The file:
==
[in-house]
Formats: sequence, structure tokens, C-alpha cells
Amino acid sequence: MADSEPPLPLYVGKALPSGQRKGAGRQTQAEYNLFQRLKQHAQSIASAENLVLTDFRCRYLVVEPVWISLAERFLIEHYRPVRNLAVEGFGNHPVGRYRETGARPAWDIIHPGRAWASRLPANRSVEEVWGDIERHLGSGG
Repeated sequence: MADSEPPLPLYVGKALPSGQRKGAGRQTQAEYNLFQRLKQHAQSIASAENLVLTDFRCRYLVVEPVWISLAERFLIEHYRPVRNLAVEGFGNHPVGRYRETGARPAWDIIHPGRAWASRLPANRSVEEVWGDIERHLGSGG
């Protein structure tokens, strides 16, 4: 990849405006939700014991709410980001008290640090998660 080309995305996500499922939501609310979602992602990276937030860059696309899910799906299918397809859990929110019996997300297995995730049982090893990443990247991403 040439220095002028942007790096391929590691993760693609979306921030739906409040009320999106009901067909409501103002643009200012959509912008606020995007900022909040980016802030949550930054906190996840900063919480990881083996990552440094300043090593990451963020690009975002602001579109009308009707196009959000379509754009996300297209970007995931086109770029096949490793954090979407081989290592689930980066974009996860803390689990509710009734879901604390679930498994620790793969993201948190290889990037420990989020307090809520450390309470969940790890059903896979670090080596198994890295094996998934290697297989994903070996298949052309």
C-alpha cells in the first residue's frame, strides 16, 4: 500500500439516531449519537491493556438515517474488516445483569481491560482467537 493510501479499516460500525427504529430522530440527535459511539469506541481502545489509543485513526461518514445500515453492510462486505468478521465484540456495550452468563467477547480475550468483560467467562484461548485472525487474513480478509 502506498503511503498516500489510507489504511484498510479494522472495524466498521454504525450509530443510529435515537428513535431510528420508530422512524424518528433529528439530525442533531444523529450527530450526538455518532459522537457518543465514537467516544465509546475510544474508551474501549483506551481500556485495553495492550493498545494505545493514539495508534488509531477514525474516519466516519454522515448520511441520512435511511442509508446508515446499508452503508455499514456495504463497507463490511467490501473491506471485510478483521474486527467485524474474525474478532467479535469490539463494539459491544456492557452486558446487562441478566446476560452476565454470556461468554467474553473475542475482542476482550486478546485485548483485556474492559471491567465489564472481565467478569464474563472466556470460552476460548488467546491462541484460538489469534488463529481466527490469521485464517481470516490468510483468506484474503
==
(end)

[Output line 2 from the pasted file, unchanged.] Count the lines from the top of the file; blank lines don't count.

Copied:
Formats: sequence, structure tokens, C-alpha cells